GW Expert Weighs in on Mueller Report

GSPM’s Matthew Dallek analyzes the official report documenting Robert Mueller’s investigation of Russian interference in 2016 elections.

Matthew Dallek
GSPM professor Matthew Dallek analyzed the recently released Mueller Report for GW Today. (William Atkins/GW Today)
April 22, 2019

By Tatyana Hopkins

Graduate School of Political Management professor Matthew Dallek shared his thoughts on special counsel Robert Mueller’s report with GW Today, as congressional interpretations of the report continue to fall generally along party lines.

The 448-page report concluded that there was unlawful Russian interference in the 2016 presidential election.  However, it did not conclude that the campaign coordinated with the Russian government in its election interference activities. Regarding obstruction of justice, the report did not conclude that President Donald Trump committed a crime but also noted that the investigation did not exonerate him.

Q: What new information did we learn from the Mueller report?

A: Thanks to the media coverage, much of the Trump-Russia story and Trump’s efforts to thwart the investigation were well known. Still, we learned a lot of new things.

Trump feared that Mueller’s investigation was a mortal threat to him, and we now know that Trump was extremely close (closer than we had thought) to firing Mueller. And despite his attorney general’s claims, we now know that Trump obstructed justice, and that Mueller opted against indictment primarily due to DOJ’s longstanding policy that sitting presidents can’t be indicted.

The report offers the most comprehensive chronicle of the Trump campaign’s extensive efforts to receive help from Russian election interference, Trump’s habitual lying and efforts by Trump’s aides to avert a Constitutional crisis. As an on-the-record, deeply reported book-length account, the Mueller Report offers the most in-depth chronicle of Trump’s corruption.

Q: If there was no conspiracy from the Trump campaign to work with Russia, what would motivate so many in the president’s orbit to lie to about the issue?

A: The White House’s culture of lying comes from the top. On a daily basis, Trump lies (see the Washington Post’s fact-checker) to protect himself, and his aides understand that their jobs require them to lie to defend their boss, so they have decided that lying and dissembling come with working under Trump.

Trump and his aides apparently feared that confirming their deep ties to Russia’s election interference would question the legitimacy of Trump’s 2016 victory. Disclosure would also expose Trump’s interest in doing business in Russia.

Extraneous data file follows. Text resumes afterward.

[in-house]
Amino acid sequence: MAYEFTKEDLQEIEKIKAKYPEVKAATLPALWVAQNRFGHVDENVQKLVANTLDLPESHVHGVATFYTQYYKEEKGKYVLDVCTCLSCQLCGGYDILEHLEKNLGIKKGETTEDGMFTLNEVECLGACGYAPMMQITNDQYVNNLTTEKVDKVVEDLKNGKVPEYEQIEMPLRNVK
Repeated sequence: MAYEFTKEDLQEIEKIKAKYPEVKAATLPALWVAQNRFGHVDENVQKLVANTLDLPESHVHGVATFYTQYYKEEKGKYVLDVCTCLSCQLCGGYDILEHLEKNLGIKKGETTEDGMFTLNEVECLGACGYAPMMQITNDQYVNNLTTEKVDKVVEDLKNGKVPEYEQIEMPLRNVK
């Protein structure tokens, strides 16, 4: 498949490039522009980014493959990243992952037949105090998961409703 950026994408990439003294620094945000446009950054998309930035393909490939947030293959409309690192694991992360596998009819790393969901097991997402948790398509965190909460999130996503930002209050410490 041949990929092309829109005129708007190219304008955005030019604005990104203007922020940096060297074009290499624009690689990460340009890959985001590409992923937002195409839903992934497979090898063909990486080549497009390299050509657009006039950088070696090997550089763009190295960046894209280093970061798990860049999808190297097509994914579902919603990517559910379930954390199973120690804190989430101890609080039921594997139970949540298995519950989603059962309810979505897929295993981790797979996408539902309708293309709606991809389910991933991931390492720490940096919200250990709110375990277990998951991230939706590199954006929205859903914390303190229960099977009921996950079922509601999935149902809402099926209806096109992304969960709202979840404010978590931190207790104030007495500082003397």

Q: What are the most damaging findings about the Trump campaign, his presidency and/or to his re-election?

A: It is unclear if the report will have any impact on Trump’s re-election campaign (the report seems unlikely to sway Trump’s supporters or critics). But the report is still damning; it confirms the lengths to which Trump and his aides went to receive help from a hostile foreign power during the election.

Trump’s repeated efforts to get his aides to fire Mueller and to lie to the public about his business dealings with Russia are also likely to brand him further as a president who ignores laws and norms with reckless abandon. The report fills in the picture of an amoral president who puts his personal financial and political interests ahead of his Constitutional oath.

Q: Language in the report suggests that Congress could still impeach Trump for trying to obstruct the special counsel’s investigation. House Speaker Nancy Pelosi previously said impeachment was not on the table. Is that likely to change?

A: Democrats are divided by warring impulses. Some of them argue that their highest obligation is to defend the Constitution’s separation of powers, provide independent oversight of the executive and protect the rule of law. They are asking—what kind of precedent would it set if Congress refuses to investigate and impeach a president who obstructed justice?

Other Democrats contend that any impeachment effort, no matter how carefully conducted, will not win any Republican support and will die a swift death in the GOP-controlled Senate. These Democrats worry that impeachment will make Trump a martyr to Trump’s base, and they fear that other voters may turn against Democrats for prioritizing impeachment after a 2018 campaign premised on shoring up the Affordable Care Act, economic reforms, infrastructure and gun control. The remedy for removing Trump, they think, is to vote him out of office in 2020.

How to reconcile these impulses is now the task facing the House Democratic leadership.

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